Earlier I referenced an article called “Throw in the Towel,” written by screenwriter Terry Rossio, about when to quit writing. Fed up with reading terrible scripts from the slush pile, he suggested in a rather blunt manner that the time to give up chasing the dream is today.
(It’s a good article. I think all writers should face the difficult truths and fears we scribes try to ignore.)
However, I’m now here to offer some counter advice from the world of books. Author, blogger, and former literary agent Nathan Bransford wrote a post this week called (bear with me here) “Be Wary of Anyone Who Tries to Tell You There’s Only One Way to Find Successful Publication”:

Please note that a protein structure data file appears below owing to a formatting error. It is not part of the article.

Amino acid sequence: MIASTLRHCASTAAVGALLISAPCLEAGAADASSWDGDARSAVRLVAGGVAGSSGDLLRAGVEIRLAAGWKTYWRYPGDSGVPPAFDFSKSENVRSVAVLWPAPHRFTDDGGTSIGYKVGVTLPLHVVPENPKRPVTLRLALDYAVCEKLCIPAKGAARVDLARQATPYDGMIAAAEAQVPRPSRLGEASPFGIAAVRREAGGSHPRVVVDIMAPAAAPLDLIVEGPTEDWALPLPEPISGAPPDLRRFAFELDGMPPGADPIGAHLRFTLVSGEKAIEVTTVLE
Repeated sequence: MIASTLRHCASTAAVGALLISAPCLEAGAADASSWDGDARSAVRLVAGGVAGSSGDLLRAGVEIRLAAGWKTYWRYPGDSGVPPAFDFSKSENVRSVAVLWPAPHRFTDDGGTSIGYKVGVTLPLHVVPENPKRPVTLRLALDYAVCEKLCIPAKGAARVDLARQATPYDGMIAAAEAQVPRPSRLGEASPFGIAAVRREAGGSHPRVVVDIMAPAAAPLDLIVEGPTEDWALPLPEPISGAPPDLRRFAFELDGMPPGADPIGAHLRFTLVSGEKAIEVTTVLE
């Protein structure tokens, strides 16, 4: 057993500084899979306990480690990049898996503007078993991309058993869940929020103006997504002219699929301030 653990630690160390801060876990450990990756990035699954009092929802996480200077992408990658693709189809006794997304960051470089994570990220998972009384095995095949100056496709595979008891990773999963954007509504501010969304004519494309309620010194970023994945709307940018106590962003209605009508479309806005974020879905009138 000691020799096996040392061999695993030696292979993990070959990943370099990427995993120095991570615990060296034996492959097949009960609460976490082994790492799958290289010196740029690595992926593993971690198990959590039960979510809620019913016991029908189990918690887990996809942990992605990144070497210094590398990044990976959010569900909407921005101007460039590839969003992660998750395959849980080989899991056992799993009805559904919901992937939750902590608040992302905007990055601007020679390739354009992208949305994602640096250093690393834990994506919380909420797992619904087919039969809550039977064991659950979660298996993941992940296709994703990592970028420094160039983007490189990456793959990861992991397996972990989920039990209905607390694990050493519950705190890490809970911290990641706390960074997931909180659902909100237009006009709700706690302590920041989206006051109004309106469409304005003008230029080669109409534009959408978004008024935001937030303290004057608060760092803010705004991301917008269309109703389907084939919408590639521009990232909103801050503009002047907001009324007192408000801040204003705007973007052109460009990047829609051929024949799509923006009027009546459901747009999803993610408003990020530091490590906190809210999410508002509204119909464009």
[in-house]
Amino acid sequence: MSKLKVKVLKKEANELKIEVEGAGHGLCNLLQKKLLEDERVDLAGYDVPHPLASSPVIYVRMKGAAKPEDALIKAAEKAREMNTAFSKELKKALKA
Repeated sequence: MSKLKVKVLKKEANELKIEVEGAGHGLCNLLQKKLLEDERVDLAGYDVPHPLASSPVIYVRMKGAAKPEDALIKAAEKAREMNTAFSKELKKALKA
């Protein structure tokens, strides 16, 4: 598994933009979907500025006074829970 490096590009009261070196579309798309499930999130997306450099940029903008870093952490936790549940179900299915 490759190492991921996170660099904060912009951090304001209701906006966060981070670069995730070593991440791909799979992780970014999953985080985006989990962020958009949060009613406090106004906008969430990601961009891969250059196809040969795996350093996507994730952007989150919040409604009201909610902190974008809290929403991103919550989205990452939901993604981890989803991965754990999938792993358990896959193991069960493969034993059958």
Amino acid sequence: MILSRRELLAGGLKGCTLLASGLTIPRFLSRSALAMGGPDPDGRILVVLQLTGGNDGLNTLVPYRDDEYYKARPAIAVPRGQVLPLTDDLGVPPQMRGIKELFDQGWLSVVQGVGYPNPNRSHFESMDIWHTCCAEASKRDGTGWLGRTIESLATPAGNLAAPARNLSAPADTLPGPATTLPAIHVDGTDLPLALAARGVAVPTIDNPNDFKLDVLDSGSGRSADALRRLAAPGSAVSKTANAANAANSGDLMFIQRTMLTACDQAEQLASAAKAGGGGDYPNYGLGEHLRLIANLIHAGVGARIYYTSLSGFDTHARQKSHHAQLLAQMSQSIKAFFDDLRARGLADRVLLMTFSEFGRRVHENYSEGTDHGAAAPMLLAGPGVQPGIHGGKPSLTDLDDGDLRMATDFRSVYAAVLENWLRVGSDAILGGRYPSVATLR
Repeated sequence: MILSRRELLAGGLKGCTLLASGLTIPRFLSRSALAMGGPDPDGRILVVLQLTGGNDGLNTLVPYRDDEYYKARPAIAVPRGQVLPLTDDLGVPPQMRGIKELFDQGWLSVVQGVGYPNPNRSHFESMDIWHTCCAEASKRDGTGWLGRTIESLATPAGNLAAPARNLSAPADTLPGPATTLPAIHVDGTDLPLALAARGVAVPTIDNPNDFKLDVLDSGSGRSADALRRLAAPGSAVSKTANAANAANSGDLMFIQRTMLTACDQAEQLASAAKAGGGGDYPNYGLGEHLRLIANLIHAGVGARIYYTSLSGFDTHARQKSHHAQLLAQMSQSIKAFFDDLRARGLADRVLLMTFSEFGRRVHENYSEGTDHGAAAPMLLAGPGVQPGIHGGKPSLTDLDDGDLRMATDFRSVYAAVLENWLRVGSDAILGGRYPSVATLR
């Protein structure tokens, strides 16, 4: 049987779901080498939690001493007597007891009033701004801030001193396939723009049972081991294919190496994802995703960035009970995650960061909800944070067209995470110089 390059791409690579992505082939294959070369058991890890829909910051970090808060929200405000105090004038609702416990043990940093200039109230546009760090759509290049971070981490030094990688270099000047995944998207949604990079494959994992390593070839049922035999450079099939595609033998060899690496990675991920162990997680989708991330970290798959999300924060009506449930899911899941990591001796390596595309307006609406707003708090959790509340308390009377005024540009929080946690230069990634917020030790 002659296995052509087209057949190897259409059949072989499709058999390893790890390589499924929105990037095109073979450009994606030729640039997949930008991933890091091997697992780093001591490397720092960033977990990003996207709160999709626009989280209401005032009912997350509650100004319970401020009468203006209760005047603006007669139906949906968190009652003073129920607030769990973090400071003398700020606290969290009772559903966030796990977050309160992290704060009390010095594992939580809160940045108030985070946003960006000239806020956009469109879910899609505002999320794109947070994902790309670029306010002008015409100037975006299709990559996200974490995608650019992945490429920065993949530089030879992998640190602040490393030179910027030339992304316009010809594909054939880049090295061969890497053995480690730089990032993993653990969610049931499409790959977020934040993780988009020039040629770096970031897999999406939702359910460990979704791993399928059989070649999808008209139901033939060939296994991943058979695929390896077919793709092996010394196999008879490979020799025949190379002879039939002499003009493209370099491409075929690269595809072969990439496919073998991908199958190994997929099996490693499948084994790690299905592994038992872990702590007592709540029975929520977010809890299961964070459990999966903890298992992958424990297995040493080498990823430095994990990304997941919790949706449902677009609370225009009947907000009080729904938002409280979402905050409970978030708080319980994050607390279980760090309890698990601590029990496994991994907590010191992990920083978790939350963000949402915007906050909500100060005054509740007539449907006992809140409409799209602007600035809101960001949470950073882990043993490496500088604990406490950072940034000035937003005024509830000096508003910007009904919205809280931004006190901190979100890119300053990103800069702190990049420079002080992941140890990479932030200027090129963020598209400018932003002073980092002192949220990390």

There are as many ways to find success writing books as there are books. Anyone who tells you that the only right way is traditional publishing or self-publishing or with an agent or without an agent is probably simply telling you what has worked for them and projecting that experience onto you. Either that or they’re trying to sell you something.
There’s only one person who knows what’s best for your manuscript: You.
In short, DON’T throw in the towel. Want some examples?
- I wrote a screenplay that didn’t win a contest; so I wrote a better one.
- I wrote a poor novel draft, which laid the ground work for a great revision.
- Agents told me that my first novel, while a good idea, would be highly difficult to market. (There’s something in the works on that front; more on that soon.) But I moved ahead anyway to the next, even better book.
My new publishing imprint King’s Men Press is the best example of not throwing in the towel. Instead of letting some published and unpublished short stories sit in my drawer not doing much of anything, I’m going to make them available as both an e-book and a paperback.
The game is over only when you say it’s over.